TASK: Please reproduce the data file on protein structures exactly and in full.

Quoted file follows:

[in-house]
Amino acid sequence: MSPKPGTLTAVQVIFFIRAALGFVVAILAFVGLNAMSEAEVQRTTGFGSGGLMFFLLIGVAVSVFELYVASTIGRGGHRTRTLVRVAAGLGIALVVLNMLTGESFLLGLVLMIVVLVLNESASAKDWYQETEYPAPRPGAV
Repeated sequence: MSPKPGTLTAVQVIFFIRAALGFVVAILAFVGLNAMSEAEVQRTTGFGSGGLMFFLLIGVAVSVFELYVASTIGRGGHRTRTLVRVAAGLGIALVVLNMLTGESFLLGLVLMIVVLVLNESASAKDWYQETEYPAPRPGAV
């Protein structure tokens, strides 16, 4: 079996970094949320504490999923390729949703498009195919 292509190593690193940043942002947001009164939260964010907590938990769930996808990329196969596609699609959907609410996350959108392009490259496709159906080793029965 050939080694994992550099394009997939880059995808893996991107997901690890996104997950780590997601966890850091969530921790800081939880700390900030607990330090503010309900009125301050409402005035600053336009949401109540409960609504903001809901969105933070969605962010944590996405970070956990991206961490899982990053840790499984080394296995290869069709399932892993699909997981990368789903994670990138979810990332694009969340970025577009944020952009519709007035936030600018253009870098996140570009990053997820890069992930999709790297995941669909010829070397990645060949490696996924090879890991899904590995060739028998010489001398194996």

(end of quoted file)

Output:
[in-house]
Amino acid sequence: MSPKPGTLTAVQVIFFIRAALGFVVAILAFVGLNAMSEAEVQRTTGFGSGGLMFFLLIGVAVSVFELYVASTIGRGGHRTRTLVRVAAGLGIALVVLNMLTGESFLLGLVLMIVVLVLNESASAKDWYQETEYPAPRPGAV
Repeated sequence: MSPKPGTLTAVQVIFFIRAALGFVVAILAFVGLNAMSEAEVQRTTGFGSGGLMFFLLIGVAVSVFELYVASTIGRGGHRTRTLVRVAAGLGIALVVLNMLTGESFLLGLVLMIVVLVLNESASAKDWYQETEYPAPRPGAV
């Protein structure tokens, strides 16, 4: 079996970094949320504490999923390729949703498009195919 292509190593690193940043942002947001009164939260964010907590938990769930996808990329196969596609699609959907609410996350959108392009490259496709159906080793029965 050939080694994992550099394009997939880059995808893996991107997901690890996104997950780590997601966890850091969530921790800081939880700390900030607990330090503010309900009125301050409402005035600053336009949401109540409960609504903001809901969105933070969605962010944590996405970070956990991206961490899982990053840790499984080394296995290869069709399932892993699909997981990368789903994670990138979810990332694009969340970025577009944020952009519709007035936030600018253009870098996140570009990053997820890069992930999709790297995941669909010829070397990645060949490696996924090879890991899904590995060739028998010489001398194996």